Ubisoft has starting automatically banning users who use homophobic or racist slurs in online games.
The games giant launched a new system for the shooter game 'Rainbow Six Siege' after they were met with repeated criticism about the use of homophobic and racist slurs within the gaming community.
Now, anyone who uses a restricted word under a new filtering system will be given an instant ban which lasts for half an hour, which extends to a two-hour ban if the words are continually used.
If they are constantly repeated, the system will permanently ban the user.
When an offence is committed, a notification appears saying: “Removed from match. You have been temporarily suspended due to Toxic Behaviour.”
Back in April, the gaming giant directed users to a blog post announcing the changes and wrote: “Toxicity management is a priority we will be focusing on as a team over the next few years, and we have a few different ways we plan on dealing with it.
“Our end goal is to track negative player behaviour, manage those that behave poorly, and eventually implement features that will encourage players to improve their behaviour.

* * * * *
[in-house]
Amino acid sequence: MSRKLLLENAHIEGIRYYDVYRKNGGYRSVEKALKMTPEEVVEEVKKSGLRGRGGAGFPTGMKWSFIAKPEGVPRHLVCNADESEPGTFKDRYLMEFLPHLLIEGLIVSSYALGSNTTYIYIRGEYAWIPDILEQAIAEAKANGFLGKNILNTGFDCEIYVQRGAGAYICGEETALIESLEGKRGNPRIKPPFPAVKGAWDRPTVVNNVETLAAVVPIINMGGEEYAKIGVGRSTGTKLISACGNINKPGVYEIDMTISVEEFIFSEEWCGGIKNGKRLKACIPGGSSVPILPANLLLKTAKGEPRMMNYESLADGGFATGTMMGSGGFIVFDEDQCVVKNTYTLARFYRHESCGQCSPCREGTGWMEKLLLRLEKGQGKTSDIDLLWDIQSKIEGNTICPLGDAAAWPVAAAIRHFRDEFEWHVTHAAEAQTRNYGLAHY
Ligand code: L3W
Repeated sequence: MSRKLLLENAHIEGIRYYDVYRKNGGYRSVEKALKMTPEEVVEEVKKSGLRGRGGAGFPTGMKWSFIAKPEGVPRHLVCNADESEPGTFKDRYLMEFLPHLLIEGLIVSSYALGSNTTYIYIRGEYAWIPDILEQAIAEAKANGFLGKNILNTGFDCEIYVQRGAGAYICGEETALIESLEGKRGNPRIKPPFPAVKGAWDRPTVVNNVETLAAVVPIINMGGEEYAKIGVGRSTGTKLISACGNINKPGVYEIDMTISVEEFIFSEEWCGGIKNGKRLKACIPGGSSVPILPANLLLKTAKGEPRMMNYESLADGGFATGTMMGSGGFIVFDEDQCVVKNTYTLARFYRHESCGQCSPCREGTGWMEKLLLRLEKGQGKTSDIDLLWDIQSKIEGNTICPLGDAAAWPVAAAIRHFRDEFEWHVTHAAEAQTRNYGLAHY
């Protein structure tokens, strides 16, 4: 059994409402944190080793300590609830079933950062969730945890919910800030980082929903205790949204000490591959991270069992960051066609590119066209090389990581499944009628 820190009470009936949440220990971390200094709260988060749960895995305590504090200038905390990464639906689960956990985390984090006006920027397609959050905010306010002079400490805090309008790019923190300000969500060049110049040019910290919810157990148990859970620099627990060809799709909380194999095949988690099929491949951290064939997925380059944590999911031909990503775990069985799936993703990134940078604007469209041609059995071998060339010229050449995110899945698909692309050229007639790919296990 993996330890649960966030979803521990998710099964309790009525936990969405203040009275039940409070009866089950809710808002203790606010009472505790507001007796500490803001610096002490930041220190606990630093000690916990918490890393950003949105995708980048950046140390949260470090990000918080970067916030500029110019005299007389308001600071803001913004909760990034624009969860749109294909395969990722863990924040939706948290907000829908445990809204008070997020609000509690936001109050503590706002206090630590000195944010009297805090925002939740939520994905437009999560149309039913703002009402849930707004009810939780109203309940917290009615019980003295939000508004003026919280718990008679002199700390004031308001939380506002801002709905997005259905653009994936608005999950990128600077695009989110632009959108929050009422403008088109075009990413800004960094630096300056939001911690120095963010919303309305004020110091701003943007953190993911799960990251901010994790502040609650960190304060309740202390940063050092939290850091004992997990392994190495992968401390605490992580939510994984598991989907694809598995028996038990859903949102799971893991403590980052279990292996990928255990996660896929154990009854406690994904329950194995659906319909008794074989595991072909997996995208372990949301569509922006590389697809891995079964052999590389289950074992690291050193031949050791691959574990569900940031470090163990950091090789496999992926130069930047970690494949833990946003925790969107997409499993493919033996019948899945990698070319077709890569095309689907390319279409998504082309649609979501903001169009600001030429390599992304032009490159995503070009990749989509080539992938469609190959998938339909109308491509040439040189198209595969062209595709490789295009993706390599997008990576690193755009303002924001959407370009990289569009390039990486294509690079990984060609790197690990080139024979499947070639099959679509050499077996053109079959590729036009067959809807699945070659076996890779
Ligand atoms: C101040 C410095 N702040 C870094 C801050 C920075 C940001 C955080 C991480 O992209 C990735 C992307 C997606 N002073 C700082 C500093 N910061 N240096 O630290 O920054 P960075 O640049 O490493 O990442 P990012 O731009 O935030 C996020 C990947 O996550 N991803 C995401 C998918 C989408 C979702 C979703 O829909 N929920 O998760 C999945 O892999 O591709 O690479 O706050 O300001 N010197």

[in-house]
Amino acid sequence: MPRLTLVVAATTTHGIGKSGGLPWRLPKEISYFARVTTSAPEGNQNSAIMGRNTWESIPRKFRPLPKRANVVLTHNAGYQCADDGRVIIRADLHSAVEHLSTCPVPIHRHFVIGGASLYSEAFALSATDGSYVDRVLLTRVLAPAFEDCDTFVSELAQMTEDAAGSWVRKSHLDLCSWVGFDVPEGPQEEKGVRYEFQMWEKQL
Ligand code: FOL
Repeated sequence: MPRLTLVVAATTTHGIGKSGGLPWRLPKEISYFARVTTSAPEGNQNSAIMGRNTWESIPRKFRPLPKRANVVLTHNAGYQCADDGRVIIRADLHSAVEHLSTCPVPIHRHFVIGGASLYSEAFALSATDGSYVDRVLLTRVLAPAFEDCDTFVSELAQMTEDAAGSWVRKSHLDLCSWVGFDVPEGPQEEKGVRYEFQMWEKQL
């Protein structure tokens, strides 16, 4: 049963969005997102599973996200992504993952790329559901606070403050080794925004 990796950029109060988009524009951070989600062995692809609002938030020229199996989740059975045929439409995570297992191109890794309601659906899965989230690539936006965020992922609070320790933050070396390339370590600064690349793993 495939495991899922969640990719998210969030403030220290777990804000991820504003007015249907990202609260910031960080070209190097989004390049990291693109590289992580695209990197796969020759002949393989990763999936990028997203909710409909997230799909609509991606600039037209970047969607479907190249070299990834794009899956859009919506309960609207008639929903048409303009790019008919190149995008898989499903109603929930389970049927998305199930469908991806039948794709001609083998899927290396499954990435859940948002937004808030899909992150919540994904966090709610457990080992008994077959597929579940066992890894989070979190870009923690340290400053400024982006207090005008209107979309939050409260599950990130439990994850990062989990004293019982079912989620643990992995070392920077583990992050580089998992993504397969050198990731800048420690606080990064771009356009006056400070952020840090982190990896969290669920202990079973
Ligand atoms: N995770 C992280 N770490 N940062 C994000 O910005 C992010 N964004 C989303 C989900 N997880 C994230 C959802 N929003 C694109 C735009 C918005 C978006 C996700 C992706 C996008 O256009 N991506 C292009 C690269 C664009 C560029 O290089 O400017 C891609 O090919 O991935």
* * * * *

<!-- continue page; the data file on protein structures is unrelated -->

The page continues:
“We have been working on some short-term changes that will quickly have an impact such as chat improvements.
“We are currently tracking the frequency at which racial or homophobic slurs are used by individual players, and will be applying bans with increasing severity on a case-by-case basis.
“This is clearly outlined in the following section of the Code of Conduct: Any language or content deemed illegal, dangerous, threatening, abusive, obscene, vulgar, defamatory, hateful, racist, sexist, ethically offensive or constituting harassment is forbidden.”
However, the new banning feature has angered many users but the company slapped back at players upset with the new feature.
They wrote: “We don’t want slurs or hate speech being used in our game. The only players who will be punished are those who continue to use the slurs and banned words in chat.”
Rainbow Six Siege also got involved in the discussion and defended Ubisoft’s decision.
They said: “If you know it can be taken out of context, you can always choose to not respond. No system is perfect, but it is working as intended in a majority of the cases we’ve been seeing.
“This is not our final update for dealing with toxicity — we will continue to observe and make changes and expansions as needed.”